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A while back, I was asked to tune an application that was running in an application server. After a day and a half of taking measurements, performing calculations, and looking at performance graphs, I made the hypothesis that the source of the problem was that the size of the transactions in the (OO) database were at the root of the problem. In this instance, the solution is to bulk up the commits. At issue was the client?s refusal to allow any coding changes. That?s when I realized that I was called in to find the mystical "go fast" button.
After series of discussions, I was allowed to make some coding changes in a development environment. I immediately went to work to change the 20 or so lines of offending code. The subsequent tests demonstrated a 600% overall performance improvement. This improvement was in line with simulations performed in another environment (once the differences in environments were accounted for). It was at this point that the fun began. First, I was told that the coding changes could not be used. Realizing the futility of continuing the exercise, I made plans to go home.
As unreasonable as the clients position seemed to be, it was the only responsible position that they could take. The reason for this was that all of their quality assurance and regression testing was performed by hand. The process took several weeks to complete. In effect, their testing process had handcuffed their development team. I?m sure we?ve all heard variants of the quote "Make it work, make it right, make it fast." As much as I am in agreement with that statement, I have had the opportunity to work with another brilliant IT specialist who always said that you need to "plan for performance". The question is, are these two statements incompatible?
In this authors humble opinion, the answer is no. Projects already plan for the first and second steps. Step 3 is almost always inevitable. The real question is, was the "make it fast" step planned for, and if so, how much thought and effort was put into that planning.
In the case of this client, I was called in just days before the system was scheduled to go live. And as good as it felt to find the source of the problem, it was equally frustrating to leave the client in the position of having to go live with a system that was not going to meet the end users needs. But, I do take solace in the fact that this is still better than walking into a war room where their newly released application is not performing to expectations. But, these are other war stories for another time. And now for this months round up of the performance tuning discussion groups.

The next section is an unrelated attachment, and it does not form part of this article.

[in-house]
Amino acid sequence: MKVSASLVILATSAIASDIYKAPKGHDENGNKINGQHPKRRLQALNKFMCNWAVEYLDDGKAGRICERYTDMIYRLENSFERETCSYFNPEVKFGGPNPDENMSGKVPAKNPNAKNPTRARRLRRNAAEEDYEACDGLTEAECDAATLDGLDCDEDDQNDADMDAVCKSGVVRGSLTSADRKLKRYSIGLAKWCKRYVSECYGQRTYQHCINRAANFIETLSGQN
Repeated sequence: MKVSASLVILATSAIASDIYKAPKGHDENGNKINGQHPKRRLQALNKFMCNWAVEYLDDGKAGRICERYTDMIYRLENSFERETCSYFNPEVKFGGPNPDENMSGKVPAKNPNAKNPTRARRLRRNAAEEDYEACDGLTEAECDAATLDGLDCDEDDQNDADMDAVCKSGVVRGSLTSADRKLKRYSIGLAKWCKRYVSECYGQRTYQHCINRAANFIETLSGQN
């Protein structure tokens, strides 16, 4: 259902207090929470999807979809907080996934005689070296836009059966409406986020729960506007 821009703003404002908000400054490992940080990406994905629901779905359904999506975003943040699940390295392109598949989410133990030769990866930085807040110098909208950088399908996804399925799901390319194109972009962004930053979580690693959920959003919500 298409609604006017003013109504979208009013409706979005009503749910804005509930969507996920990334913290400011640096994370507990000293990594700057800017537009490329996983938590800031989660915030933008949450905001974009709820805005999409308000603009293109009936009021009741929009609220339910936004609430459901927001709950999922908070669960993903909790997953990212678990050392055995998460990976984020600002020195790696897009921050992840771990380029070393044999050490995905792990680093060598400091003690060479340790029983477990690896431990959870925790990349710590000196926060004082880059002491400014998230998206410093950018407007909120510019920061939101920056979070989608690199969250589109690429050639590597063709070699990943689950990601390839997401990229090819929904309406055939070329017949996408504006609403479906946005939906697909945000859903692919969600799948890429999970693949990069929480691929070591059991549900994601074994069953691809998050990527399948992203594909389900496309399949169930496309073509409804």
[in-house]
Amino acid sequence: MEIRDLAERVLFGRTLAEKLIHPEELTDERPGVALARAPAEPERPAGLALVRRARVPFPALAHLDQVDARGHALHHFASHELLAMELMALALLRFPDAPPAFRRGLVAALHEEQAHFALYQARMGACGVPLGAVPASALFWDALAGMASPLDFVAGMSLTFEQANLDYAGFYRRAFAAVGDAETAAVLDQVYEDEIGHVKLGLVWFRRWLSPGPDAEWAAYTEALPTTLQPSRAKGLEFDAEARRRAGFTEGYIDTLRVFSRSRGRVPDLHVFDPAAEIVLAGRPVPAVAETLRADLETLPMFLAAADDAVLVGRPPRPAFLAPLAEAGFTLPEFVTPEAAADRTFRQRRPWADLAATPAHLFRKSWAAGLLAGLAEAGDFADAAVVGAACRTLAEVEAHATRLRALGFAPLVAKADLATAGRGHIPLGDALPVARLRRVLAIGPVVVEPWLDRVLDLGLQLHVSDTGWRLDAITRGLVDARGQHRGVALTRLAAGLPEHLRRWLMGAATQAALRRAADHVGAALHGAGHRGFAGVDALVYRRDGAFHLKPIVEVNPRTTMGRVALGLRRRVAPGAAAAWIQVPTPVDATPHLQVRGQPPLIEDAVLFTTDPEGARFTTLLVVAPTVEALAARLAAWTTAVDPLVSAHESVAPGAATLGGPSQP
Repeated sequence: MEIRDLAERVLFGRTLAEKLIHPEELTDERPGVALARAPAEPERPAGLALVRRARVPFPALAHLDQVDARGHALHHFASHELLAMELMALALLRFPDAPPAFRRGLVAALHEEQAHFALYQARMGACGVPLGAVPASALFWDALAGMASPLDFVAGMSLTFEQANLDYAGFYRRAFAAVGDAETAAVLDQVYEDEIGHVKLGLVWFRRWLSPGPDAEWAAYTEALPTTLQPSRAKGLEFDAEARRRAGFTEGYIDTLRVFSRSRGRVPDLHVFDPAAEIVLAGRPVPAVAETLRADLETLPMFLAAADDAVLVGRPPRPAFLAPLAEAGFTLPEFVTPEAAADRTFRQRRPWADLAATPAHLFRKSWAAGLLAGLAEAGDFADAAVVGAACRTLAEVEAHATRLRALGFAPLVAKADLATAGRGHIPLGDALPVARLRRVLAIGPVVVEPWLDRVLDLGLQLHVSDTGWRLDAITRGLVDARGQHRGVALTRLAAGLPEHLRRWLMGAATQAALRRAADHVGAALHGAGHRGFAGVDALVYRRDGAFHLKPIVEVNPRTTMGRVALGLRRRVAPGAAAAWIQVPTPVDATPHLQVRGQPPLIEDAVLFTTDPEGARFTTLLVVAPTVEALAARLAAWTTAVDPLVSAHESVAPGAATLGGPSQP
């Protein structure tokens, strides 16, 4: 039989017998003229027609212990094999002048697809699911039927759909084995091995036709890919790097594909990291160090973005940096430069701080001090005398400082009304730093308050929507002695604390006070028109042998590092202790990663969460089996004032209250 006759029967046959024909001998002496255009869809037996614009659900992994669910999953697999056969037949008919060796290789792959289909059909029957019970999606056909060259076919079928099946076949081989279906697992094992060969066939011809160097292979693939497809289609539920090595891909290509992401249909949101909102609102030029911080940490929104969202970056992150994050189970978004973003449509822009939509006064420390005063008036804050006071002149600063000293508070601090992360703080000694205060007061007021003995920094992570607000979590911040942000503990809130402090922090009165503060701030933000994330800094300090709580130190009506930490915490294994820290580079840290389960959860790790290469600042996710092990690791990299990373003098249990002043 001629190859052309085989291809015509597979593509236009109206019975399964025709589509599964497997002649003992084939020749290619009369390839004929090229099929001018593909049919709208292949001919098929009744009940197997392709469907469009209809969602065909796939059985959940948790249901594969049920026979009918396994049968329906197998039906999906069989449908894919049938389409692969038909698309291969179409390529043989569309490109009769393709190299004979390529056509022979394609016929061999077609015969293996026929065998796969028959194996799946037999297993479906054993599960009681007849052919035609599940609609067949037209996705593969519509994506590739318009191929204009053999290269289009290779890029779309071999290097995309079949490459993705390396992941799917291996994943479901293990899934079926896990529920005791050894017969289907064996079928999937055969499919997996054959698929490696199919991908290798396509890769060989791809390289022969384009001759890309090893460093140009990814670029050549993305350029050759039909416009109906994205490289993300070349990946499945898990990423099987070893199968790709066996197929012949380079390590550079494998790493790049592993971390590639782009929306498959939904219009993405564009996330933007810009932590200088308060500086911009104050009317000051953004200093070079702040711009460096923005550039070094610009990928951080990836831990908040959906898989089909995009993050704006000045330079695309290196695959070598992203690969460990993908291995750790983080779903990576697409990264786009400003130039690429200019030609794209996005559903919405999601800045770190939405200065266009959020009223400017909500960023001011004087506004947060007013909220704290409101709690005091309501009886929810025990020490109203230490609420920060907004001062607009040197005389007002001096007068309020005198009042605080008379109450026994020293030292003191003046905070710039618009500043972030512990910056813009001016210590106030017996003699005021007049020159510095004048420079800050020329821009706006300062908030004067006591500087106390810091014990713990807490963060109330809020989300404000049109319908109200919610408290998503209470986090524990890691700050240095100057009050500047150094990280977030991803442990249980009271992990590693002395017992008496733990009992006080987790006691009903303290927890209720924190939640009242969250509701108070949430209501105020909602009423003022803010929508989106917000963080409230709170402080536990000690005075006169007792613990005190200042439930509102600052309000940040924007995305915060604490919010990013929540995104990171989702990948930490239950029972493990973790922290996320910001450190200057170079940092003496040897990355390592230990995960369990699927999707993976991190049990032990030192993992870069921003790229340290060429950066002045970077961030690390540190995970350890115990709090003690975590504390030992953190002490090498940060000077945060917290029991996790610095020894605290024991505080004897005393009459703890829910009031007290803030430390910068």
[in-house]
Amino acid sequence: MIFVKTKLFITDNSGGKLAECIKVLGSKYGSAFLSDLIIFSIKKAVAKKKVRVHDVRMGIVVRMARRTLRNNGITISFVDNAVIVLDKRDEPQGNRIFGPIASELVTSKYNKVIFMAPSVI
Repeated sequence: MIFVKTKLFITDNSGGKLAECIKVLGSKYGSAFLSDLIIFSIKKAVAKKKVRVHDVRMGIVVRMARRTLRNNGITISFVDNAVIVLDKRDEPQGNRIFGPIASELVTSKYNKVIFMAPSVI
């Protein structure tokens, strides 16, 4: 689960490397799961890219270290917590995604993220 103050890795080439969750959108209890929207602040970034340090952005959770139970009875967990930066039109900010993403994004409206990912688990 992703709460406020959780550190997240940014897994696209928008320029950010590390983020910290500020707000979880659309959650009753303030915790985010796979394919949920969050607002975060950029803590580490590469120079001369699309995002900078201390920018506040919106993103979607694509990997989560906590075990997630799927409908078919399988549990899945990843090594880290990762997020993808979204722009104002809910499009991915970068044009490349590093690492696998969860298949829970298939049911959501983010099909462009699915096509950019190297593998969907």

As Jack stated last month, my schedule is a little crazy as of late. Consequently, there is quite a backlog of material sitting in the performance tuning forums. So, lets start with a trip to the Saloon and the new look of the Java Ranch. First up is an interesting question regarding the performance implications of sleep vs. yield. Though there was a bit of confusion at first, the sheriff stepped in to calm the greenhorns down by telling it like it is. The first point made was that yield and sleep work in very similar manners. Of this, the most important behavior to remember is that the target thread will not relinquish any monitors that it may have acquired. Though this maybe reasonably benign in the case of yield, calling sleep on a thread whilst running in a synchronized block should be avoided.
The next question to ask was, would declaring everything
final that could be declared
final offer some performance advantages? To answer this question, we must first understand that
final is a tag or a hint to the compiler that once declared, this entity will never change. This allows the compiler to optimize variables by replacing them with their direct value. It allows the compiler to in-line code blocks of
final methods. It also allows the compiler to predetermine the target of a method call thus eliminating the need for the VM to perform the method lookup at run time.
So, with all of these advantages, the answer?s got to be yes, right? Well, as in other things in life, the real answer is, it depends. What does it depend on? For starters, the implementation of the VM has a lot to do with performance. For instance, hotspot is able to perform significant optimizations at run time that rightfully make this type of choice irrelevant. The bigger issue is: what impact would declaring things
final have on your ability to extend and maintain an application. On top of this, my previous experiences with the static Cray optimizing compiler tell me that what may seem like a good idea at the time may actually backfire as it does not have enough information to make a choice, so it guesses. The fact that the major database vendors all include a run time query optimizer is further evidence that static optimizations are typically not enough. To quote the bartender, "Obfuscators can do this easily (inline code and replace variables with
final values), and it makes no change to the source code". Seems like a plan.